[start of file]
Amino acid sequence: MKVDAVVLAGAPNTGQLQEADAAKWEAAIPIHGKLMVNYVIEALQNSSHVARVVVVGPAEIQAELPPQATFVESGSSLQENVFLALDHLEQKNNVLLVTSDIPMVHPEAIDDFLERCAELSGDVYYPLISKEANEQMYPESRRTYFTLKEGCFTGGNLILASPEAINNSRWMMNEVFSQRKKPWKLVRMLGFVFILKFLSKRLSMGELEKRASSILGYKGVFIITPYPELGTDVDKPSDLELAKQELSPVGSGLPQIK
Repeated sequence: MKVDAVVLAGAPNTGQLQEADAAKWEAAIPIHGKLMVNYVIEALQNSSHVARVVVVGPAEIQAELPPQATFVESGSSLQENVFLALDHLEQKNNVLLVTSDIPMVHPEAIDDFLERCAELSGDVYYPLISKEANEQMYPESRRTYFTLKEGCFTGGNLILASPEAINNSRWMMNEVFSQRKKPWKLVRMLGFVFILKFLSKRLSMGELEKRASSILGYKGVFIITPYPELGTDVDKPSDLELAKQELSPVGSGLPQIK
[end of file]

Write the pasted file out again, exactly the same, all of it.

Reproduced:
Amino acid sequence: MKVDAVVLAGAPNTGQLQEADAAKWEAAIPIHGKLMVNYVIEALQNSSHVARVVVVGPAEIQAELPPQATFVESGSSLQENVFLALDHLEQKNNVLLVTSDIPMVHPEAIDDFLERCAELSGDVYYPLISKEANEQMYPESRRTYFTLKEGCFTGGNLILASPEAINNSRWMMNEVFSQRKKPWKLVRMLGFVFILKFLSKRLSMGELEKRASSILGYKGVFIITPYPELGTDVDKPSDLELAKQELSPVGSGLPQIK
Repeated sequence: MKVDAVVLAGAPNTGQLQEADAAKWEAAIPIHGKLMVNYVIEALQNSSHVARVVVVGPAEIQAELPPQATFVESGSSLQENVFLALDHLEQKNNVLLVTSDIPMVHPEAIDDFLERCAELSGDVYYPLISKEANEQMYPESRRTYFTLKEGCFTGGNLILASPEAINNSRWMMNEVFSQRKKPWKLVRMLGFVFILKFLSKRLSMGELEKRASSILGYKGVFIITPYPELGTDVDKPSDLELAKQELSPVGSGLPQIK